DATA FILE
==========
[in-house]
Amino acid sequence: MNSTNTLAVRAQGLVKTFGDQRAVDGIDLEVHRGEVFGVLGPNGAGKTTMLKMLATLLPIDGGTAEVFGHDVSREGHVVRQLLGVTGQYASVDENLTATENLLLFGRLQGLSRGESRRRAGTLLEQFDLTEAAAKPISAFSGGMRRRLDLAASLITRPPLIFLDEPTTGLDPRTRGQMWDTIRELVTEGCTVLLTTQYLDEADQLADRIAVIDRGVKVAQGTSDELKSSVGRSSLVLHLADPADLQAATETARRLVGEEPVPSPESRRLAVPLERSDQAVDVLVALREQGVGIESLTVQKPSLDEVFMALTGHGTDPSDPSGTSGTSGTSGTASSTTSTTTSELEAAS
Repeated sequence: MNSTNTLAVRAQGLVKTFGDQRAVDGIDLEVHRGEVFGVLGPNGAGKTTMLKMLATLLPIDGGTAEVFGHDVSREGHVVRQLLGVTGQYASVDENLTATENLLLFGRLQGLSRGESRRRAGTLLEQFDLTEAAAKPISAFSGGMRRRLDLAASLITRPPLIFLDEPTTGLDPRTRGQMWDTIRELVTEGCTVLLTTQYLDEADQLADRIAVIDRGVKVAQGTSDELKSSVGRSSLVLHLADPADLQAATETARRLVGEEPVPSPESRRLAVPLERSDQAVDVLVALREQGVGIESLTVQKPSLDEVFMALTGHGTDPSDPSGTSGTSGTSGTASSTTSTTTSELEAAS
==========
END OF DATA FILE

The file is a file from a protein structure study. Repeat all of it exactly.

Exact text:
[in-house]
Amino acid sequence: MNSTNTLAVRAQGLVKTFGDQRAVDGIDLEVHRGEVFGVLGPNGAGKTTMLKMLATLLPIDGGTAEVFGHDVSREGHVVRQLLGVTGQYASVDENLTATENLLLFGRLQGLSRGESRRRAGTLLEQFDLTEAAAKPISAFSGGMRRRLDLAASLITRPPLIFLDEPTTGLDPRTRGQMWDTIRELVTEGCTVLLTTQYLDEADQLADRIAVIDRGVKVAQGTSDELKSSVGRSSLVLHLADPADLQAATETARRLVGEEPVPSPESRRLAVPLERSDQAVDVLVALREQGVGIESLTVQKPSLDEVFMALTGHGTDPSDPSGTSGTSGTSGTASSTTSTTTSELEAAS
Repeated sequence: MNSTNTLAVRAQGLVKTFGDQRAVDGIDLEVHRGEVFGVLGPNGAGKTTMLKMLATLLPIDGGTAEVFGHDVSREGHVVRQLLGVTGQYASVDENLTATENLLLFGRLQGLSRGESRRRAGTLLEQFDLTEAAAKPISAFSGGMRRRLDLAASLITRPPLIFLDEPTTGLDPRTRGQMWDTIRELVTEGCTVLLTTQYLDEADQLADRIAVIDRGVKVAQGTSDELKSSVGRSSLVLHLADPADLQAATETARRLVGEEPVPSPESRRLAVPLERSDQAVDVLVALREQGVGIESLTVQKPSLDEVFMALTGHGTDPSDPSGTSGTSGTSGTASSTTSTTTSELEAAS